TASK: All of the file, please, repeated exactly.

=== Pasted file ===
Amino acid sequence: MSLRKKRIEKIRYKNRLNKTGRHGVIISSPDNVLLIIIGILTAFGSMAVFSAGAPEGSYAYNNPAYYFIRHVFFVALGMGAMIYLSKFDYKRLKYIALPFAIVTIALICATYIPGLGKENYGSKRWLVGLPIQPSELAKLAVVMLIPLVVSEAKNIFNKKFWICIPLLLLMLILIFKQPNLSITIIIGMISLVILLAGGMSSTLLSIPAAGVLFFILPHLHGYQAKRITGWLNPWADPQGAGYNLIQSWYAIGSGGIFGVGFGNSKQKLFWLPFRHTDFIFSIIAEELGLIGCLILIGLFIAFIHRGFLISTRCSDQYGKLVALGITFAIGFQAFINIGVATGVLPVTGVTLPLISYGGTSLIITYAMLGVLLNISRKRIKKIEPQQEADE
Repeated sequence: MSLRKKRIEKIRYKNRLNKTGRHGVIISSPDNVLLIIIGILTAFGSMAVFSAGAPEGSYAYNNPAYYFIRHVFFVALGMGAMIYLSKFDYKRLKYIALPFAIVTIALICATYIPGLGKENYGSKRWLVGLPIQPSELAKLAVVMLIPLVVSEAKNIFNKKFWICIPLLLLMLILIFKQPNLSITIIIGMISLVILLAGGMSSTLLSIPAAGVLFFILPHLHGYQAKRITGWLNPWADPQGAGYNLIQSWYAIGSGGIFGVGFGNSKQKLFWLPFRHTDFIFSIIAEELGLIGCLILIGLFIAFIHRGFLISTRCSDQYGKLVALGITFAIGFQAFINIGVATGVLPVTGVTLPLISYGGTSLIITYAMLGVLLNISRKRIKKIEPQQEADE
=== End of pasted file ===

Amino acid sequence: MSLRKKRIEKIRYKNRLNKTGRHGVIISSPDNVLLIIIGILTAFGSMAVFSAGAPEGSYAYNNPAYYFIRHVFFVALGMGAMIYLSKFDYKRLKYIALPFAIVTIALICATYIPGLGKENYGSKRWLVGLPIQPSELAKLAVVMLIPLVVSEAKNIFNKKFWICIPLLLLMLILIFKQPNLSITIIIGMISLVILLAGGMSSTLLSIPAAGVLFFILPHLHGYQAKRITGWLNPWADPQGAGYNLIQSWYAIGSGGIFGVGFGNSKQKLFWLPFRHTDFIFSIIAEELGLIGCLILIGLFIAFIHRGFLISTRCSDQYGKLVALGITFAIGFQAFINIGVATGVLPVTGVTLPLISYGGTSLIITYAMLGVLLNISRKRIKKIEPQQEADE
Repeated sequence: MSLRKKRIEKIRYKNRLNKTGRHGVIISSPDNVLLIIIGILTAFGSMAVFSAGAPEGSYAYNNPAYYFIRHVFFVALGMGAMIYLSKFDYKRLKYIALPFAIVTIALICATYIPGLGKENYGSKRWLVGLPIQPSELAKLAVVMLIPLVVSEAKNIFNKKFWICIPLLLLMLILIFKQPNLSITIIIGMISLVILLAGGMSSTLLSIPAAGVLFFILPHLHGYQAKRITGWLNPWADPQGAGYNLIQSWYAIGSGGIFGVGFGNSKQKLFWLPFRHTDFIFSIIAEELGLIGCLILIGLFIAFIHRGFLISTRCSDQYGKLVALGITFAIGFQAFINIGVATGVLPVTGVTLPLISYGGTSLIITYAMLGVLLNISRKRIKKIEPQQEADE